There is a pile of home improvement tasks to tackle that Mark and I have lately committed to addressing. And Kacey even helped get us started on one of them. The upstairs bedrooms need new carpet and one of them needs to be repainted. We’ll soon be giving some of the “kid” furniture to a niece and her husband who are buying their first home. Then we can begin the chores of ripping out carpet and replacing it, and then the dreaded painting!

Of course, Kacey was highly motivated to help us get the ball rolling on the great bedroom clean-out. She moved her belongings from the smallest bedroom she’s occupied for nearly twenty years to the bigger bedroom which has been serving as the spare bedroom since Brad moved out of the house. We emptied closets, moved beds back and forth, and got rid of stuff! You can’t imagine the amount of stuff that was packed into that littlest bedroom of Kacey’s! We filled up several bags which were later delivered to the Goodwill and there was plenty more which took up a good amount of space in the trash barrel.

I was a little sad to see some things go. There were toys that just a few years ago I had tucked up onto a high shelf in Kacey’s closet. Keepsakes, I’d thought. But with a few more years between, I’ve come to the realization that there’s only so much space in a little house to hold onto the belongings of five family members. Some items will serve a better purpose in the hands of others who can enjoy them rather than gathering dust here.

There were a few photos too, a sweatshirt, and a stuffed toy dog that went into the trash pile. Gifts from her ex, Connor. Kace seemed way less melancholy about letting them go than I felt. But I only had to see how easily she was looking ahead in her life to know that there was no point in dwelling on the past.

And ultimately, it was my daughter who helped me feel good about the major purge that was happening. She was enthusiastically making the bigger room her new “home.” Her college career will come to fruition by the end of this year. And she is planning to come back home, at least for a while, after she graduates. Yesterday as we were driving back from the Goodwill, she talked about a good friend of hers, who has likely job prospects after graduation in the city where she attends school. “But she wants to find something closer to home,” Kacey was saying. “She just wants to be able to come home for dinner whenever she feels like it, and spend time with her mom. You know? She doesn’t want to be hours away and limited to a weekend here and there when she can come visit. She and her mom are close. Not like you and I are, but in their own way.”

That made my heart swell, that my daughter acknowledged feeling the same closeness that I feel with her. She went on to tell me that she’s of the same mind as her friend. She can’t imagine living and working far from this home, our family home. I love that she cherishes the bonds of family and wants to stay close and connected. I see great things ahead for her, and I’m thrilled that whatever waits for her, she wants to experience it in close proximity to her loved ones.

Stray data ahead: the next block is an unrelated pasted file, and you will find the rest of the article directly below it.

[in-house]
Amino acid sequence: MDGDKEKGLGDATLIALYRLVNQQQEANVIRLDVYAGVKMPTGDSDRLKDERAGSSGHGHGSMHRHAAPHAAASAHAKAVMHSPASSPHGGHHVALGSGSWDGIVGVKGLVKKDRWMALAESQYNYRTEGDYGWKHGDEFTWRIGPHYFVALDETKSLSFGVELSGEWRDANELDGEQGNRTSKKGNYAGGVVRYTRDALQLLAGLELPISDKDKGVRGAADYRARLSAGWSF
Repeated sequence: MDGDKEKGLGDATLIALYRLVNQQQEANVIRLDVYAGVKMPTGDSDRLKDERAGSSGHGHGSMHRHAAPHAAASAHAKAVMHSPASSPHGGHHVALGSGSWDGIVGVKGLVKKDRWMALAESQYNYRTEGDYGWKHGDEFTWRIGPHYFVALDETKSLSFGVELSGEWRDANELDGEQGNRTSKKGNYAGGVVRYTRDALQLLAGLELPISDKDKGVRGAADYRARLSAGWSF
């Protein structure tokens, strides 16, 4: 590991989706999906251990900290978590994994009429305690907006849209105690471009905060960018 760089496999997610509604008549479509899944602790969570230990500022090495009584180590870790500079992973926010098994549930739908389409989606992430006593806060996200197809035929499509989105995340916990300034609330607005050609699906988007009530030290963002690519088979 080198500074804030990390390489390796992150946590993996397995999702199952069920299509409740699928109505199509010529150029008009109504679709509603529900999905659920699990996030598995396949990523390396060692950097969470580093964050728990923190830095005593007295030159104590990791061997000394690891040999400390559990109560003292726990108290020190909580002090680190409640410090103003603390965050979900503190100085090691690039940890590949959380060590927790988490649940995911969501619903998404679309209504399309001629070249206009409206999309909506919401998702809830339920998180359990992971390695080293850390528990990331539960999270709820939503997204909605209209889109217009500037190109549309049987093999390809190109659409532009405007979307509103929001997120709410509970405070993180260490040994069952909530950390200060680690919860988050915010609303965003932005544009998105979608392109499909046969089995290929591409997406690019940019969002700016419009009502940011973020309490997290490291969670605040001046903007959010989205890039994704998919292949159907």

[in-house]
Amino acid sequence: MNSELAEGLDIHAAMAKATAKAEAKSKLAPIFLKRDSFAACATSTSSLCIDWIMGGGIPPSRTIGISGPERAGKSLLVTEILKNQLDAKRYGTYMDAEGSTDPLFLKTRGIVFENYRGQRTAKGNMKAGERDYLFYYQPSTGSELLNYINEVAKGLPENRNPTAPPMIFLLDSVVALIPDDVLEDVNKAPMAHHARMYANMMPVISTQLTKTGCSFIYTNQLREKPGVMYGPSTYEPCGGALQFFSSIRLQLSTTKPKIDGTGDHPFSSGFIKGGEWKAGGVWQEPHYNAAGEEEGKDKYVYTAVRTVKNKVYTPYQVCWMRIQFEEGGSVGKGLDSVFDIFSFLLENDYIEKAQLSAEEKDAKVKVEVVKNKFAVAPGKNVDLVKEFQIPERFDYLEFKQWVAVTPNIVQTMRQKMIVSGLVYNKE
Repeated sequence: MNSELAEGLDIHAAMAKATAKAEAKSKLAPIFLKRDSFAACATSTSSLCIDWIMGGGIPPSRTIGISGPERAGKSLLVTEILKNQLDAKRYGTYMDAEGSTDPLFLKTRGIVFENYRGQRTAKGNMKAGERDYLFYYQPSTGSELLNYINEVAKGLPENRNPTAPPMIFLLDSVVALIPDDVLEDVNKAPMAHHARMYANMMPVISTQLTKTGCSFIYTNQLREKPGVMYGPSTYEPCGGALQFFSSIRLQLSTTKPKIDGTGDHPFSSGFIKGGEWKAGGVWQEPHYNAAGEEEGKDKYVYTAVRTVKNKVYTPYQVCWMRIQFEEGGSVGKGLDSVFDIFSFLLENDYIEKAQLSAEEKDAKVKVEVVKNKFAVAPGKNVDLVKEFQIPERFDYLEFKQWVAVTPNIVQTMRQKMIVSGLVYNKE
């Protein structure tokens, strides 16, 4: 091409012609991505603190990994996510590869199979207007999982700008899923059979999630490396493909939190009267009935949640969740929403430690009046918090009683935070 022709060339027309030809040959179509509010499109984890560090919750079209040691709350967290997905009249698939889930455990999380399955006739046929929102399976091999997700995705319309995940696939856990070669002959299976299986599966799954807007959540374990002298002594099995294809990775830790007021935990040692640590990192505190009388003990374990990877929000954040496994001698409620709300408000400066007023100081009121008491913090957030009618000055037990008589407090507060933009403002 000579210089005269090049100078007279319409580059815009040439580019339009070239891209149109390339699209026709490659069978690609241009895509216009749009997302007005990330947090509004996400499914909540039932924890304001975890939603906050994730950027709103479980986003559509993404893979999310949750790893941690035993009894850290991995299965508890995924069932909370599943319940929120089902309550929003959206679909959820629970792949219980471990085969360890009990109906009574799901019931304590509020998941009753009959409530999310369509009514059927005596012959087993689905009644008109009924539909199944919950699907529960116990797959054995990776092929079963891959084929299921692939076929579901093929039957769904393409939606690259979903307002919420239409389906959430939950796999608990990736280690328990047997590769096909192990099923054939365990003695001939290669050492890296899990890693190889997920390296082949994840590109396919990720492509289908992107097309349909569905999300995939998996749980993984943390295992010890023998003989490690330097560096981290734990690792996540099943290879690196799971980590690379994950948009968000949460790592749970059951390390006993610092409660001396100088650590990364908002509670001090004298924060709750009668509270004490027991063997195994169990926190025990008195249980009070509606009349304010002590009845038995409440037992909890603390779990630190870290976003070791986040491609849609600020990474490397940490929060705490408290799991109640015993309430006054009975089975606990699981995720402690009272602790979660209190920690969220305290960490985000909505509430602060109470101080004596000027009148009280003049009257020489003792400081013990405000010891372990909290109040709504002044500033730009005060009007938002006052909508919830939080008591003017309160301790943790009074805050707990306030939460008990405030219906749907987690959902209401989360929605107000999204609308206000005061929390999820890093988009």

So later today we’ll say goodbye when she hops in her car and drives back to school. I’ll feel a little sad, as always to have to part ways. But only temporarily.


There’s a rhythm to life in this house these days, one to which I’ve become fairly accustomed since two of our three chicks have left the nest. Granted, one of those two is likely to return for at least a while after she graduates, but most days, there is only one chick still in the nest and it’s not exactly what he’d choose for himself if he had better options.

Being a young man of almost twenty-four years, Jake is understandably not always happy to still be here. His older and younger siblings are on different paths than his, ones that lead to more frequent independence and adventure. I’m sure it’s often hard being the one who marches to a different drum. But living at home is his best option right now, and I do my best to encourage and support him whenever possible. He holds down a respectable job. He doesn’t drink other than socially and comes home every night. And he always gives us the courtesy of telling us where he’s going. He’s also a slob if left unchecked, and would never do a household chore without first being told. He eats all of the junk food and little of the good food I stock in our cupboards. He worries me when I see just how much Mountain Dew he consumes every day. I do my best to be patient with him. After all, as I mentioned, he is a young man of almost twenty-four years and that patience sometimes requires an extra effort. He’s not exactly all about a tidy house, making his bed, or keeping up on his laundry. I try to give him some leeway while reminding him that living under our roof requires certain contributions on his part.